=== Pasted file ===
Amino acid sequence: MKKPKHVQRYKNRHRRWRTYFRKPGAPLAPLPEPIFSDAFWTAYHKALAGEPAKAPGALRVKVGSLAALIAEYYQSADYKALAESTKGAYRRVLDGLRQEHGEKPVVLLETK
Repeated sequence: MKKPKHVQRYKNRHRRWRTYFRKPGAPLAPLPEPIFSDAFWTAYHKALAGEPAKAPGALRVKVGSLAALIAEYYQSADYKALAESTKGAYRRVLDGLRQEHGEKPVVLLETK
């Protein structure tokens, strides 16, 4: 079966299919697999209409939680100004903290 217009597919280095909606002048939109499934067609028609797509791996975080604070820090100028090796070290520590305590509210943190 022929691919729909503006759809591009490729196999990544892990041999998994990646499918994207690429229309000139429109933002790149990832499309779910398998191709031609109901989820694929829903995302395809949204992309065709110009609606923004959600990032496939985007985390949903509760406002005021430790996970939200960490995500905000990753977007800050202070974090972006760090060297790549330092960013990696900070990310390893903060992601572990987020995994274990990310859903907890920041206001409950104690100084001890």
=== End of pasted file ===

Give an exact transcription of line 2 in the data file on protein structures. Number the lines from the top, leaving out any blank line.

Repeated sequence: MKKPKHVQRYKNRHRRWRTYFRKPGAPLAPLPEPIFSDAFWTAYHKALAGEPAKAPGALRVKVGSLAALIAEYYQSADYKALAESTKGAYRRVLDGLRQEHGEKPVVLLETK